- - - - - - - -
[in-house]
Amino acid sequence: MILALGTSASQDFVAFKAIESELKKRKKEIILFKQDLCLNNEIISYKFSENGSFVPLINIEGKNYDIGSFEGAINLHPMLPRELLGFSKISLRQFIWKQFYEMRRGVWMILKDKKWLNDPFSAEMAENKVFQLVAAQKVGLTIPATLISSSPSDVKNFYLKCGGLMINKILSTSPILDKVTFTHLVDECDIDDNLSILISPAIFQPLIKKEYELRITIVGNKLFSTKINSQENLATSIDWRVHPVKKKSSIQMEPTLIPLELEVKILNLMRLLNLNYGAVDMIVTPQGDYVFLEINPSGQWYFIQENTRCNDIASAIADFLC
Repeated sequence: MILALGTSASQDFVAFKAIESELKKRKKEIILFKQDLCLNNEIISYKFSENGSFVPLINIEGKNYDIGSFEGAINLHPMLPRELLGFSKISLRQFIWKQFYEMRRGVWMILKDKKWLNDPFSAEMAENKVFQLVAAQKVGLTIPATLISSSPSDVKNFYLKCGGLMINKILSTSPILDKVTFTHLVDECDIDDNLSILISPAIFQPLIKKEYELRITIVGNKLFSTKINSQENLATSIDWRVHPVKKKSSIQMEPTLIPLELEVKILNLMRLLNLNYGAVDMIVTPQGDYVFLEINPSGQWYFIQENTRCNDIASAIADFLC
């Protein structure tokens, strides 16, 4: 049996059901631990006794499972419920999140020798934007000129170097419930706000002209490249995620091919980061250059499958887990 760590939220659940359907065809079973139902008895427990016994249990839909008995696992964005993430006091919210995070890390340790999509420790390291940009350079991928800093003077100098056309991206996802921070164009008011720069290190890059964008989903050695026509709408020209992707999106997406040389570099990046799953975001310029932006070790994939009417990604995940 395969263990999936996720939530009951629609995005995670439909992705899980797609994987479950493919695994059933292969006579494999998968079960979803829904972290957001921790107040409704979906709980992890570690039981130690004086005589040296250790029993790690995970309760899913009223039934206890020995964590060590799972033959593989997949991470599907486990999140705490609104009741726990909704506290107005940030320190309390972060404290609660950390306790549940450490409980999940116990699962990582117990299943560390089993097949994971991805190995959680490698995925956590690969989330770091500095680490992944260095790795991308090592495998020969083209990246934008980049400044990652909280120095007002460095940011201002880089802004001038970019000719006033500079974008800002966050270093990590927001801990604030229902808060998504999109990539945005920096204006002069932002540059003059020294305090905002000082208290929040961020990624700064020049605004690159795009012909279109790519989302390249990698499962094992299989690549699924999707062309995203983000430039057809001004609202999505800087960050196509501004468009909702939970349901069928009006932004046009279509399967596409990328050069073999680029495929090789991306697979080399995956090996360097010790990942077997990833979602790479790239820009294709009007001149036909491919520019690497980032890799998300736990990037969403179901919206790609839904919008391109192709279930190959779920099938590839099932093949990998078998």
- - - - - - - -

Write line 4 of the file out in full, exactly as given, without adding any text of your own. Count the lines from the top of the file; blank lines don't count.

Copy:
């Protein structure tokens, strides 16, 4: 049996059901631990006794499972419920999140020798934007000129170097419930706000002209490249995620091919980061250059499958887990 760590939220659940359907065809079973139902008895427990016994249990839909008995696992964005993430006091919210995070890390340790999509420790390291940009350079991928800093003077100098056309991206996802921070164009008011720069290190890059964008989903050695026509709408020209992707999106997406040389570099990046799953975001310029932006070790994939009417990604995940 395969263990999936996720939530009951629609995005995670439909992705899980797609994987479950493919695994059933292969006579494999998968079960979803829904972290957001921790107040409704979906709980992890570690039981130690004086005589040296250790029993790690995970309760899913009223039934206890020995964590060590799972033959593989997949991470599907486990999140705490609104009741726990909704506290107005940030320190309390972060404290609660950390306790549940450490409980999940116990699962990582117990299943560390089993097949994971991805190995959680490698995925956590690969989330770091500095680490992944260095790795991308090592495998020969083209990246934008980049400044990652909280120095007002460095940011201002880089802004001038970019000719006033500079974008800002966050270093990590927001801990604030229902808060998504999109990539945005920096204006002069932002540059003059020294305090905002000082208290929040961020990624700064020049605004690159795009012909279109790519989302390249990698499962094992299989690549699924999707062309995203983000430039057809001004609202999505800087960050196509501004468009909702939970349901069928009006932004046009279509399967596409990328050069073999680029495929090789991306697979080399995956090996360097010790990942077997990833979602790479790239820009294709009007001149036909491919520019690497980032890799998300736990990037969403179901919206790609839904919008391109192709279930190959779920099938590839099932093949990998078998």